G U E S T

Transformation is the great life integer. As discomfiting and tenuous as it sounds, we move through phases & changes as we become & become again. During this unique life cycle where we are being invited/forced to stretch & grow more than usual, I wondered how/if poets were getting through, & what it might look like to cohere these visions.

I reached out to various poets & writers to submit work on the theme of transformation, some of whom I did not know at all, and in doing so, developed & deepened a few relationships with poets I had long admired. This too became an opportunity for stretching outside my own comfort zones.   

Each of these works takes as its fulcrum the concept of transformation. In each of these poems, there is a turning; a decisive pivot of the will to consider or become something other than human; some process by which we might transmogrify into a greater understanding; by which we might at once be immersed and immerse our cells & light into a great organism. Might this be a homecoming, might this signal at last a belonging?

So, gentle reader – transform with us, eat “serviceberries fresh from the shrub”, visit “white skulls resting on the sage-covered desert”, “learn to communicate those languages. Breathe this all in. Hrim: seed mantra.”, “the songs of abolitionists & those bold enough to dream”, “to make wings out of no thing but air and steel”, “here is a wish and the wish is love”, “…to admit that I just wanted to go somewhere and be if not normal then in context”, “We will wear the agates Their inscriptions Cracked from Wildfire”, “may we fall into mouths that devour us.”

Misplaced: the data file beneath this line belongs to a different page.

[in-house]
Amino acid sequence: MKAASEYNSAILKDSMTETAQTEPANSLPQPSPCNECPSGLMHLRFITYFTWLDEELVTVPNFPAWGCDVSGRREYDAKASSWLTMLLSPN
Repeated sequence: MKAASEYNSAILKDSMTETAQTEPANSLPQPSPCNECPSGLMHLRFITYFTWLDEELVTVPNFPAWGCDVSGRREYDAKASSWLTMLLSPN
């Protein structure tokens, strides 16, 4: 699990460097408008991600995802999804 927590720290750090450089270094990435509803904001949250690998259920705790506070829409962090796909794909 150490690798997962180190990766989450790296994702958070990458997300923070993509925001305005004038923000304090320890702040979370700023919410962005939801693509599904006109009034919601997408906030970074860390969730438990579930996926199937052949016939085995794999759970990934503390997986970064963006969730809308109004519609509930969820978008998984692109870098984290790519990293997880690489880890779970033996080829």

Published by

mellielib

Melissa Eleftherion is a writer, a librarian, and a visual artist. She is the author of field guide to autobiography (The Operating System, 2018), & nine chapbooks, including the forthcoming trauma suture (above/ground press, 2020). Born & raised in Brooklyn, Melissa now lives in Mendocino County where she manages the Ukiah Library, teaches creative writing, & curates the LOBA Reading Series. Recent work is available at www.apoetlibrarian.wordpress.com.

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